GT: Right. And also the other part of the Addams Family is that they’re very open and loving. They welcome everybody into their home. Gomez is extremely generous with his money, it doesn’t mean anything to him. His family means the world to him. He became a businessman probably by accident and he’s amassed a huge fortune. In fact, we had an episode, where a relative of his visited just to steal his wealth away. I suggested that the story can be more interesting cause Gomez doesn’t care about the loss. There’d be no conflict. You want the gold? Then take the gold — I thought it would be funnier to have two make fighting it out to not have the money as opposed to wanting the money. I was overruled because they didn’t think that was funny. I don’t know, I just thought the concept of people not wanting money was better than the typical scenario [that screenwriters use.]

I enjoy writing and my sensibilities are very odd. Most people think that I am going to write something funny and I usually write something dark so when a comedian wins an Oscar or wins an award, it’s usually for playing a darker sad character.

ES: I remember seeing online that you’re working on a screenplay titled, Three Way Split.

GT: Oh yes. It’s an ensemble dark comedy about greed. I know the script is out there [still floating around, being read]. I know we’ve had some interests from Anna Paquin’s production company and we’re hoping to hear from other people.

ES: When did you finish writing Three Way Split?

GT: I wrote that one a couple of years back and the most recent thing I wrote was a Christmas script that was Goodfellas meets It’s a Wonderful Life I suppose [LAUGHS].

ES: It sounds like an interesting combination.

GT: Well I wanted to write something very odd and different. I succeeded. As for whether anybody likes it, that’s a whole other question. But I’ve gotten a good response from the people who have read it so far.

ES: If the New Addams Family did get another season, would you have liked to write for the show?

GT: I would’ve definitely liked to have more input. I certainly at some point would’ve liked to direct, but certainly would love to have come up with story ideas and concepts for the show. There’s no doubt about it.


ES: And probably inject more of what you feel is important or influential to what defines the Addams Family?

GT: Influence is not the right word but maybe sensibility is the better choice. There are definitely ideas that I want to try exploring including paying homage to what I like. We had a scene where I played a mad scientist. I remember telling the hair/make-up people “I wanna have this streak of white for my hair like Humphrey Bogart!” I just thought that would add another element to what Gomez is about. Not only was it a throwback to what we were doing, but … I mean, I was yelling “It’s alive, it’s alive!” for 45 minutes.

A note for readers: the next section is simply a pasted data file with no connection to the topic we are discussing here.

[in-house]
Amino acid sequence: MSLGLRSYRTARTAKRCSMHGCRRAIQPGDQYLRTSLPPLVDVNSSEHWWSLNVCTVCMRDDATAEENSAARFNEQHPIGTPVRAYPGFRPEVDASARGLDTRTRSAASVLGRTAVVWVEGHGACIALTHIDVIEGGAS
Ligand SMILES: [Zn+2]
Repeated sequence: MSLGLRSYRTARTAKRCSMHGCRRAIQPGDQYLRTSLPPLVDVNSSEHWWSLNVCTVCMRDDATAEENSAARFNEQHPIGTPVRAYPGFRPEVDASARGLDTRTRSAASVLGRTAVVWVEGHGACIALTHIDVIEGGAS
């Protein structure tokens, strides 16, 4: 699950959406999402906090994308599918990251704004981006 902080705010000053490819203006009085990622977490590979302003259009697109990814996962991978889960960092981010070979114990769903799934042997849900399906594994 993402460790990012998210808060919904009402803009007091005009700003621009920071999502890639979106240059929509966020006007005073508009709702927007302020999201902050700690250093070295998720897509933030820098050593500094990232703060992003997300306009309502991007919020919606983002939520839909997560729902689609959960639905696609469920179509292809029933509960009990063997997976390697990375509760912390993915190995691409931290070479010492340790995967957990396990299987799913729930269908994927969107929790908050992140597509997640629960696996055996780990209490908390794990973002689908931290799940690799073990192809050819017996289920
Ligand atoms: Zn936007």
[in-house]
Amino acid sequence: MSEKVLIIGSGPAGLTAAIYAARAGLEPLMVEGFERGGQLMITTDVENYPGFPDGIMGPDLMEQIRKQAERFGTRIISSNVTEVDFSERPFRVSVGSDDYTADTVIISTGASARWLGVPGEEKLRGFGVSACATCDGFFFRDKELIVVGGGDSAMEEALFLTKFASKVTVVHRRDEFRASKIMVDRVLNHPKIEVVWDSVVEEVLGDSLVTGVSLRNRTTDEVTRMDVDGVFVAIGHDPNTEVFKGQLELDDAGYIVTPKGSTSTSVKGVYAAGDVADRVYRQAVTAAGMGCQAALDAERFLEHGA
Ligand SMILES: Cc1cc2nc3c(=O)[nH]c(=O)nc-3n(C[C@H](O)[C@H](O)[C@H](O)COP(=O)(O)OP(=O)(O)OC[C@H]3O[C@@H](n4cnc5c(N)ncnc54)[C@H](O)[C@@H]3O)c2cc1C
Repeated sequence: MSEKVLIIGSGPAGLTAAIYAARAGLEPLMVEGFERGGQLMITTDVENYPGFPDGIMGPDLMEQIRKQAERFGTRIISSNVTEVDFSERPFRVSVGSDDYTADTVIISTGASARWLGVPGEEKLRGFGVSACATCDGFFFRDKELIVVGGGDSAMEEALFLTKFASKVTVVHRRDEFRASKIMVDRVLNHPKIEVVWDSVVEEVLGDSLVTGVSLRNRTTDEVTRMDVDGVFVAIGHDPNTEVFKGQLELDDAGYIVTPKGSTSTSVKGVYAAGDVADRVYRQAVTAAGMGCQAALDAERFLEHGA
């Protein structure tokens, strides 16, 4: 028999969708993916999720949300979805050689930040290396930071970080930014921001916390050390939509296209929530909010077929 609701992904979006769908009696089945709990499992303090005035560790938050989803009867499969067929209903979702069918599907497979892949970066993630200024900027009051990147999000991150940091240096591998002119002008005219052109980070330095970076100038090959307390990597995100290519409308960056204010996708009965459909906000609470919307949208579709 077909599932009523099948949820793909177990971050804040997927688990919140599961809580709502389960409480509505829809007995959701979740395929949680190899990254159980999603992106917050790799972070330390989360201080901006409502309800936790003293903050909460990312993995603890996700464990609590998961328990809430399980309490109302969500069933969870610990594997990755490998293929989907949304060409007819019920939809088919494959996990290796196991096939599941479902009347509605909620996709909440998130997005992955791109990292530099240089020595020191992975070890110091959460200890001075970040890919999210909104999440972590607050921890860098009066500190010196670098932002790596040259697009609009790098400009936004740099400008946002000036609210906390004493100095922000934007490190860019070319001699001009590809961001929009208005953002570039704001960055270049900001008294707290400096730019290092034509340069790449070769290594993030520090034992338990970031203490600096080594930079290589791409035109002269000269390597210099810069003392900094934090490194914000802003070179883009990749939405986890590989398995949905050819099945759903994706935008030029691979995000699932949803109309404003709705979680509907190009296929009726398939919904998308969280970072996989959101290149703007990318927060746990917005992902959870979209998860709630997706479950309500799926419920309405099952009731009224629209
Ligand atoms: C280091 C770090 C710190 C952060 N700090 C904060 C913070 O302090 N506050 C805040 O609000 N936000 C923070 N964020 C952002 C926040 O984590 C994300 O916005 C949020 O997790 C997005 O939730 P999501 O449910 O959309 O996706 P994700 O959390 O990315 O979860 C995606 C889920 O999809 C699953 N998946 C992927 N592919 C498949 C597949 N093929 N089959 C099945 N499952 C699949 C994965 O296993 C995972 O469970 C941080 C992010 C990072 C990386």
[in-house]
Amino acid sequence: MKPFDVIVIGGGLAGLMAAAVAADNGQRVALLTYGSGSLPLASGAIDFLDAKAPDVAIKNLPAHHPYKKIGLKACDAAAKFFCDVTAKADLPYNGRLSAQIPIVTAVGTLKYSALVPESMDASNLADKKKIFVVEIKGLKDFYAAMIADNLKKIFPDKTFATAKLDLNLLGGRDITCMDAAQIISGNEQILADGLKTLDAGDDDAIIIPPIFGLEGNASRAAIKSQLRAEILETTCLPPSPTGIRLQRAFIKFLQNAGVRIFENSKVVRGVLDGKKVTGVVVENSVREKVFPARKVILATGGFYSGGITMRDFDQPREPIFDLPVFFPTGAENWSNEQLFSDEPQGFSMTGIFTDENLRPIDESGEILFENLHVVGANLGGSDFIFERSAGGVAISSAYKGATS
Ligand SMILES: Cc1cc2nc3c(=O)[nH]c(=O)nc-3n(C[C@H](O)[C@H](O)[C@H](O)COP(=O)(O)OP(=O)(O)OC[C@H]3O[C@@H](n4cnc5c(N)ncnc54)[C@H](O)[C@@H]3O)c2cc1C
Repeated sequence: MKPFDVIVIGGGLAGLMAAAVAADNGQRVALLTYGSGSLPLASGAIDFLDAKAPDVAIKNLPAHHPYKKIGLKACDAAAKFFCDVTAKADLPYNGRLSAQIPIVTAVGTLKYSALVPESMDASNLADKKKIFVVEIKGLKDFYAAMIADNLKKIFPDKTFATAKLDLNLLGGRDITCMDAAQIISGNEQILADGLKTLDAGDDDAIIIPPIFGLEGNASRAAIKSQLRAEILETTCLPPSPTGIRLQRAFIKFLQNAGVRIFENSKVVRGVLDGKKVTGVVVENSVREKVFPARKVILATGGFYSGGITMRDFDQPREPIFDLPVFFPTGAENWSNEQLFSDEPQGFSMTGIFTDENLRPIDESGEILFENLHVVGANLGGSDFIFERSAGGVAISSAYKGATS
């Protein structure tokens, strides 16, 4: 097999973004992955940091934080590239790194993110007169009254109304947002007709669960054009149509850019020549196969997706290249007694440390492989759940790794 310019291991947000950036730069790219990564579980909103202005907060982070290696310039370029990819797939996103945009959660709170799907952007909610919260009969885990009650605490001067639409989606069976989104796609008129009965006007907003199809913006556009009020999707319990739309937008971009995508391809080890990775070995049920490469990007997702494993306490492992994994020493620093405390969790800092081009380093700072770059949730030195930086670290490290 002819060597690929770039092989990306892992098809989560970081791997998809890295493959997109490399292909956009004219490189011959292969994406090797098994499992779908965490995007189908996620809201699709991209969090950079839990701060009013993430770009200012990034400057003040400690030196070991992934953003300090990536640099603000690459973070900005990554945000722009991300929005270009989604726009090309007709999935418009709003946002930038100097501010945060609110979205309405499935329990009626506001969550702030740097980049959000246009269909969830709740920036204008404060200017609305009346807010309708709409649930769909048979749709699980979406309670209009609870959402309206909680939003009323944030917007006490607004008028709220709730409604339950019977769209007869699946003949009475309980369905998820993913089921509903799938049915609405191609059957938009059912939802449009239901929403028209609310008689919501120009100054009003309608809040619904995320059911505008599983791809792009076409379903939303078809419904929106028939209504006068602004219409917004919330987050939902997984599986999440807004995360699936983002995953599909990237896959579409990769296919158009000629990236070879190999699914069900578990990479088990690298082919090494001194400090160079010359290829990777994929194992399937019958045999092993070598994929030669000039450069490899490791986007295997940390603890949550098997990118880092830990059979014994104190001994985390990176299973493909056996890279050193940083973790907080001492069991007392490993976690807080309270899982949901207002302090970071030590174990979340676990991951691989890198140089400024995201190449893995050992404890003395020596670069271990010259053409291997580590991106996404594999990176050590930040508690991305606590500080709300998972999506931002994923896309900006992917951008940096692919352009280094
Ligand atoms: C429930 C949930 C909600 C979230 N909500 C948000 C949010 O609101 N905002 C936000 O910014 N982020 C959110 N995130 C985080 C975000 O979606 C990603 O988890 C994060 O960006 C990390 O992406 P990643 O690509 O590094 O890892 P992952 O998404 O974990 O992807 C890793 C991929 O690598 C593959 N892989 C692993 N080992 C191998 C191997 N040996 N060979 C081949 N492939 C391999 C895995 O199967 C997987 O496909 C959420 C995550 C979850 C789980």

That was a great moment for me because I told the Director George Erschbamer that I wanted to play that moment just like Colin Clive did in Frankenstein. The voice I’m doing there is sort of my impression of Clive. In fact, it was one of the most fun scenes that I got to do because it did call back to all the hours that I spent with my brother, my older brother Louis, watching all those Universal Horror movies from the past.

ES: So I have to ask, why were only 65 episodes made for The New Addams Family? I understand that the show was wildly successful, but yet it did not continue.

GT: The entire cast and I felt sorry the show only lasted 65 episodes, I could’ve continued playing Gomez for another 10 years.

At the wrap party, Lance Robbins [Executive Producer] told me that the studio executives decided to pull the show. They believed that they wouldn’t be making any more money if the show continued. In other words, they believed that they would’ve just broken even.

And my feeling, of course, was if you’re not losing any money then why not continue to employ people? Why not continue to make more episodes that you can bank so you’ll have your syndication package of a hundred. You’re not losing any money, you’re not making any money, and people can remain employed. But to them, it didn’t make fiscal sense. What I was told by a producer a year after the show folded was that it was hugely successful [in other markets] and Haim Saban wanted to put it back together. But the sets were torn down, the costumes dispersed, and nobody was under contract. It would’ve cost the company more money to put all that stuff back together. And so, subsequently, it never happened.

ES: That’s a shame.

GT: Yeah, I felt the same way too. I just thought the only thing you would’ve needed was new scripts. All we needed was 35 new original scripts to create a syndication package. We had two extremely talented writers, Arnold Rudnick and Rich Hosek, who were on board. Those guys did great stuff and they’re wonderful to work with. I know they’ve always been talking about possibly doing a series of movies or an update. Mike, Ellie, Arnold, Rich, Mike and I talked about what could we do and how can we get the gang back together. But the people in charge did not feel that it was possible. It all comes down to finances.

ES: When the time is right, do you think another iteration of The Addams Family will come back?

GT: Absolutely! You can mark my words. Whether it’s going to be a reboot of the movies or another version of the TV show, it will definitely happen. There’s no doubt in my mind.

ES: And you’ll be part of it somehow?

GT: I’d love to! You know I imagine that the producers will hire a different Gomez by the time it happens. If they want me to come back like John Astin did, then I’d be more than happy too.

ES: How about a reunion of the New Addameses? I see that we are only two years away for the 20th anniversary.

GT: Certainly I know that Mike and Ellie and myself would welcome that with open arms. I would love to see it, I don’t know where the rights issue stands with the Addams estate but certainly we’ve talked about it many times and we’re certainly open to it that’s for sure, I know that.

ES: In closing, what are you doing now that you can reveal to readers?

GT: I am working on a very big video game of which I can’t discuss in great detail because I have signed about 4000 non-disclosure agreements. But I am doing voice work and motion capture work for it, which I guess will come out in 2017.

Author: Ed Sum

I'm a freelance videographer and entertainment journalist (Absolute Underground Magazine, Two Hungry Blokes, and Otaku no Culture) with a wide range of interests. From archaeology to popular culture to paranormal studies, there's no stone unturned. Digging for the past and embracing "The Future" is my mantra.

One thought on “In Conversation with Glenn Taranto of the New Addams Family”

  1. A fascinating interview to read. Just by his words, Glenn seems like such a down to earth guy :D Just backs up why I am a huge fan of his by reading this. If he sees this I just want to wish him many more years of success. Thanks Ed for conducting it and posting